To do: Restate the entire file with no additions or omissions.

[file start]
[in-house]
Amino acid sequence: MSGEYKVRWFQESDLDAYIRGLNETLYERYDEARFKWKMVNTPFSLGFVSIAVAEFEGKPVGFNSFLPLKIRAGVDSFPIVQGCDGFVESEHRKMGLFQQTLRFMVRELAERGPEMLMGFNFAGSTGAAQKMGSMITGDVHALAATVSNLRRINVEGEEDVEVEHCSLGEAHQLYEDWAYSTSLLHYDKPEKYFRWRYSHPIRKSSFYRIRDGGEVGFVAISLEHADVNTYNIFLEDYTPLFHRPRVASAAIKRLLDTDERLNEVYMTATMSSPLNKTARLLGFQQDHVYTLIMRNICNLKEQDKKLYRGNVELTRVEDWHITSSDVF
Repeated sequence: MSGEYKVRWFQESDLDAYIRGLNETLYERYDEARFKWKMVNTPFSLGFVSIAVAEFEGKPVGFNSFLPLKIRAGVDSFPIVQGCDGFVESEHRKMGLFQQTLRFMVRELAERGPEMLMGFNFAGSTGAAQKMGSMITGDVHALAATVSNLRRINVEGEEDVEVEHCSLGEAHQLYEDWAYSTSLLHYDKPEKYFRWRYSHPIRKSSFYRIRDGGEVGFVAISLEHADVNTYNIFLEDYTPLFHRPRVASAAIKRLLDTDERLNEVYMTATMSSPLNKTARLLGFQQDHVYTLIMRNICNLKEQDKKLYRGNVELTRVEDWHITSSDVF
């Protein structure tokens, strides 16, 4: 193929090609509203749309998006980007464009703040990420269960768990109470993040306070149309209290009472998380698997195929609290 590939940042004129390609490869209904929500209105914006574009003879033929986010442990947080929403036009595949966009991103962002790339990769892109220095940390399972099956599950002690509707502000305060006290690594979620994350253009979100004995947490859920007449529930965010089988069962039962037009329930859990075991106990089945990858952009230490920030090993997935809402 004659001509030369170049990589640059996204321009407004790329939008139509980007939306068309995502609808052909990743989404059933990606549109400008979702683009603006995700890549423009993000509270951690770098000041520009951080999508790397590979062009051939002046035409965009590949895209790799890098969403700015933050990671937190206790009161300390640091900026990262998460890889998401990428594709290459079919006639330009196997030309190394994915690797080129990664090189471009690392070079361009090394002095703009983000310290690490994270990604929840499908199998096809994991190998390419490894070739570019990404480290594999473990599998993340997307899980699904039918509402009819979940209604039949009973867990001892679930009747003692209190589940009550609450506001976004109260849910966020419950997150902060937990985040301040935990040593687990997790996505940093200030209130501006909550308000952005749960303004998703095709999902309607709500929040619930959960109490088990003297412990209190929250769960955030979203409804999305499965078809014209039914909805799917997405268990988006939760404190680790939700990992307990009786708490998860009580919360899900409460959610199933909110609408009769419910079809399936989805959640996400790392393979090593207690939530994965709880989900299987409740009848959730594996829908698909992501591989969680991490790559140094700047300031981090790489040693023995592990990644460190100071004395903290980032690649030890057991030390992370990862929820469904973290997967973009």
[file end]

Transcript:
[in-house]
Amino acid sequence: MSGEYKVRWFQESDLDAYIRGLNETLYERYDEARFKWKMVNTPFSLGFVSIAVAEFEGKPVGFNSFLPLKIRAGVDSFPIVQGCDGFVESEHRKMGLFQQTLRFMVRELAERGPEMLMGFNFAGSTGAAQKMGSMITGDVHALAATVSNLRRINVEGEEDVEVEHCSLGEAHQLYEDWAYSTSLLHYDKPEKYFRWRYSHPIRKSSFYRIRDGGEVGFVAISLEHADVNTYNIFLEDYTPLFHRPRVASAAIKRLLDTDERLNEVYMTATMSSPLNKTARLLGFQQDHVYTLIMRNICNLKEQDKKLYRGNVELTRVEDWHITSSDVF
Repeated sequence: MSGEYKVRWFQESDLDAYIRGLNETLYERYDEARFKWKMVNTPFSLGFVSIAVAEFEGKPVGFNSFLPLKIRAGVDSFPIVQGCDGFVESEHRKMGLFQQTLRFMVRELAERGPEMLMGFNFAGSTGAAQKMGSMITGDVHALAATVSNLRRINVEGEEDVEVEHCSLGEAHQLYEDWAYSTSLLHYDKPEKYFRWRYSHPIRKSSFYRIRDGGEVGFVAISLEHADVNTYNIFLEDYTPLFHRPRVASAAIKRLLDTDERLNEVYMTATMSSPLNKTARLLGFQQDHVYTLIMRNICNLKEQDKKLYRGNVELTRVEDWHITSSDVF
């Protein structure tokens, strides 16, 4: 193929090609509203749309998006980007464009703040990420269960768990109470993040306070149309209290009472998380698997195929609290 590939940042004129390609490869209904929500209105914006574009003879033929986010442990947080929403036009595949966009991103962002790339990769892109220095940390399972099956599950002690509707502000305060006290690594979620994350253009979100004995947490859920007449529930965010089988069962039962037009329930859990075991106990089945990858952009230490920030090993997935809402 004659001509030369170049990589640059996204321009407004790329939008139509980007939306068309995502609808052909990743989404059933990606549109400008979702683009603006995700890549423009993000509270951690770098000041520009951080999508790397590979062009051939002046035409965009590949895209790799890098969403700015933050990671937190206790009161300390640091900026990262998460890889998401990428594709290459079919006639330009196997030309190394994915690797080129990664090189471009690392070079361009090394002095703009983000310290690490994270990604929840499908199998096809994991190998390419490894070739570019990404480290594999473990599998993340997307899980699904039918509402009819979940209604039949009973867990001892679930009747003692209190589940009550609450506001976004109260849910966020419950997150902060937990985040301040935990040593687990997790996505940093200030209130501006909550308000952005749960303004998703095709999902309607709500929040619930959960109490088990003297412990209190929250769960955030979203409804999305499965078809014209039914909805799917997405268990988006939760404190680790939700990992307990009786708490998860009580919360899900409460959610199933909110609408009769419910079809399936989805959640996400790392393979090593207690939530994965709880989900299987409740009848959730594996829908698909992501591989969680991490790559140094700047300031981090790489040693023995592990990644460190100071004395903290980032690649030890057991030390992370990862929820469904973290997967973009």